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Rare reality of COVID-19

13 July 2020
By Nick Meade
Director of Policy at Genetic Alliance UK
Appeared in BioNews 1055

COVID-19 is not (currently) a rare condition, but has much in common with those that are: there are as yet no bespoke treatments, it is highly variable, and there is much about it that we don't know.

Since the end of March, Genetic Alliance UK has been hosting weekly community online meetings with voluntary sector groups. We have published the learnings from these meetings alongside UK data collected from the EURORDIS Rare Barometer COVID-19 survey. Our report, 'The Rare Reality of COVID-19' describes the impact of the pandemic, and the UK's response to it, on the lives of people with rare conditions. Writ large is that the pandemic has served to amplify the levels of isolation and anxiety ordinarily felt by many people living with rare conditions.

Issues relating to shielding have been raised more frequently in our community meetings than any other. Though we accept there are inherent challenges in providing shielding guidance, it is our view that many of these issues were avoidable. Guidance on shielding has changed several times, sometimes suddenly, mostly without clear rationale. Letters conferring the 'extremely clinically vulnerable' status - those who are formally advised to shield - came late, or not at all, and were allocated inconsistently. Many elements of real life have not been addressed - for instance, families with a child who must be shielded have not received clear guidance on what to do about a parent needing to go to work, or a sibling being invited back to school.

A significant portion of children with rare conditions have special educational needs and disabilities (SEND). The Coronavirus Act suspended many of the legal duties of local government to provide support for children with SEND; downgrading the duty of provision to a requirement of 'reasonable endeavours'. Just as children with SEND were taken out of school and in greater need of home support, this was being taken away. Getting children with SEND back to school will be challenging, especially for those who need routine or find new environments challenging.

Interruption of access to ongoing health care for those with rare conditions is at best undesirable and at worst disastrous. From the rare barometer survey, we learned that around half of people with rare conditions have not attended their usual hospital appointments during the pandemic. The reasons given included fear of contracting COVID-19, and unit closure. Patients also reported re-allocation of resources and equipment from their service to tackle the pandemic. More than half believe this has been definitely or probably detrimental to their health. Additionally, one in five reported interruption to the supply of a medicine for their rare condition. This temporary loss of access to health care will have long-term effects. Delayed diagnoses, periods without treatment and paused physiotherapy will all have knock on effects for months or years to come.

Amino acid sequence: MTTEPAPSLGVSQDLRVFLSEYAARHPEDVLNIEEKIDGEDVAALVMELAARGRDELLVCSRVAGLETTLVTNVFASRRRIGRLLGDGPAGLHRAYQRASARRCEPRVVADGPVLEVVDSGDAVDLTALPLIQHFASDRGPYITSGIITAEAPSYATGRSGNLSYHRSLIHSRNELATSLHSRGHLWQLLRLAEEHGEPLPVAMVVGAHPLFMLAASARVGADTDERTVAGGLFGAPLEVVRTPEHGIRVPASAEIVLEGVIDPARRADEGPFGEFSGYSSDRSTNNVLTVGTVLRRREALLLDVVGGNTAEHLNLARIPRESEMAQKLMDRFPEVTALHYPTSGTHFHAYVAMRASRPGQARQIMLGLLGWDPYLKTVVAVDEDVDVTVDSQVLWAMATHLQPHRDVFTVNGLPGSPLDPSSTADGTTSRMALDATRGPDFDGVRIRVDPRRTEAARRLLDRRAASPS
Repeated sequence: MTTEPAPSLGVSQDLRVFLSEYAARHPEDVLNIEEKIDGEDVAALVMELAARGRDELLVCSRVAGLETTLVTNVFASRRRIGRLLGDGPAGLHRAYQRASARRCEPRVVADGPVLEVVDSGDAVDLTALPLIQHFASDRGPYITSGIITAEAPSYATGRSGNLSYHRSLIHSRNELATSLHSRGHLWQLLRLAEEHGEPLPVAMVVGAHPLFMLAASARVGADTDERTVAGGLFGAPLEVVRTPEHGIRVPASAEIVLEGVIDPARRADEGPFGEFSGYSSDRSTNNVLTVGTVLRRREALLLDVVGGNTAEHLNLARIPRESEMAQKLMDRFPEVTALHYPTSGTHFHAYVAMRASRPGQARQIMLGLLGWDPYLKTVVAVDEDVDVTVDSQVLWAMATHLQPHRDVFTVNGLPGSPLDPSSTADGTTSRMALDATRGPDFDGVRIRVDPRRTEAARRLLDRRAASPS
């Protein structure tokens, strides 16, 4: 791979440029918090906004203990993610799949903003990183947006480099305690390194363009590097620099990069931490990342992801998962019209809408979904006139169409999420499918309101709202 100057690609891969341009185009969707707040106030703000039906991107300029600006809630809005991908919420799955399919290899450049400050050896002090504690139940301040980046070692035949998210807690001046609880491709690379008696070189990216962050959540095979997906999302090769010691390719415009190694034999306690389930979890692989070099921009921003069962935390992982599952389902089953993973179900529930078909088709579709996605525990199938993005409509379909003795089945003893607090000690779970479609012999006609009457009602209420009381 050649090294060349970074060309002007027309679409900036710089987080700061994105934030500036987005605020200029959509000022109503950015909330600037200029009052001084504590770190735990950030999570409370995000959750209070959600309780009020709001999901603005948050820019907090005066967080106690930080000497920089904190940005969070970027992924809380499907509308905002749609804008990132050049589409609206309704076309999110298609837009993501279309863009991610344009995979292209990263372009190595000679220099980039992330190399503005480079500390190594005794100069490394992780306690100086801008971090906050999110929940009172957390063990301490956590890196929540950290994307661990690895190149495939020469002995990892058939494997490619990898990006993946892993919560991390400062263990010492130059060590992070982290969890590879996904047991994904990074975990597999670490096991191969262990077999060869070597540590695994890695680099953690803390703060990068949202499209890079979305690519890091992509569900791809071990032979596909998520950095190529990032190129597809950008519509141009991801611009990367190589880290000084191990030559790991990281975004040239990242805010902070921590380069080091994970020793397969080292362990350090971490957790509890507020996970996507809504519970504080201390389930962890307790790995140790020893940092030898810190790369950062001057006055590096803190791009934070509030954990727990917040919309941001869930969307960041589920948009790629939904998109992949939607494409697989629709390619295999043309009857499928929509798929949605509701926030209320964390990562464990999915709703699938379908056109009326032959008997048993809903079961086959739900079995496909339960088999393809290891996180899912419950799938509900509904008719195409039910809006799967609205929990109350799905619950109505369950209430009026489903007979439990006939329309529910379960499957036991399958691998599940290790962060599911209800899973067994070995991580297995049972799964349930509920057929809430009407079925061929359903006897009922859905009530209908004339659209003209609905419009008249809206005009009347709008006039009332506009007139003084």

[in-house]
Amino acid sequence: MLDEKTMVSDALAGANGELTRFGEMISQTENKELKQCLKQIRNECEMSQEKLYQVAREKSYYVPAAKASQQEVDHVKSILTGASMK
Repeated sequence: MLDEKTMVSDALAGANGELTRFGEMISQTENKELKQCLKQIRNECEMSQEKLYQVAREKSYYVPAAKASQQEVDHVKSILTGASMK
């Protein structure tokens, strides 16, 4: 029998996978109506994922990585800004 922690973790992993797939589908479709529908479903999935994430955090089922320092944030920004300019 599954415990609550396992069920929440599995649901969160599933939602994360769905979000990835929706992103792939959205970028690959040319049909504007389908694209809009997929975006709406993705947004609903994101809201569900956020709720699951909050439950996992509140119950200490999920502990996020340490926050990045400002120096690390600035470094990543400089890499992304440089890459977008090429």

On a positive note, more than half of the respondents tried remote consultations for the first time during lockdown, with more than 80 percent describing the experience as useful. However, remote consultations do not work for everyone and there are serious issues with equity of access.

We could have been better prepared in the UK to help people living with rare conditions through this crisis. The UK Strategy for Rare Diseases (2013) discussed telemedicine in the context of improving care coordination - yet none of the progress reports since have mentioned the topic. We may have been better prepared to handle the complex task of issuing shielding guidance had progress towards integrating information about specific rare conditions into the structure of the electronic health record been further progressed. However, we are still in the position that our categorisation of conditions lacks the granularity to specifically record every known condition.

Our recommendations address how best to improve matters during the pandemic for people living with rare conditions, successfully transitioning from the crisis state, and applying what has been learnt for the future. In a letter to the Secretary of State for Health, Genetic Alliance UK has drawn specific attention for the need to develop a tool that is able to deliver tailored risk assessments for those with rare diseases. Building on the tool already developed by the British Society of Genetic Medicine should support the targeting of any future guidance on shielding. In the same letter we have asked for the gains made during this crisis period to remain - telemedicine for example, has been implemented widely, sometimes for communities that have been asking for it for years. As we necessarily return care to 'normal' there are opportunities to pull the best of learnings from the greatest of challenges. We need now, to make sure that these opportunities are not missed.

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Comment (User:150963 - 20/07/2020)
HOW TO REMAIN CALM DURING COVID-19 TERROR
Recently Chetan Bhagat tweeted “ because we are afraid to die, should we stop living” and it clearly expresses that the renowned author of India is surely concerned about the fear of covid-19 among Indians. Along with Chetan bhagat, many prominent and positive Indian personalities, including politicians, Bollywood superstars, and sportspersons are urging people to not panic and at the same time asking people to take precautions.
To know more: https://younity.in/2020/05/25/how-to-remain-calm-during-covid-19-terror/
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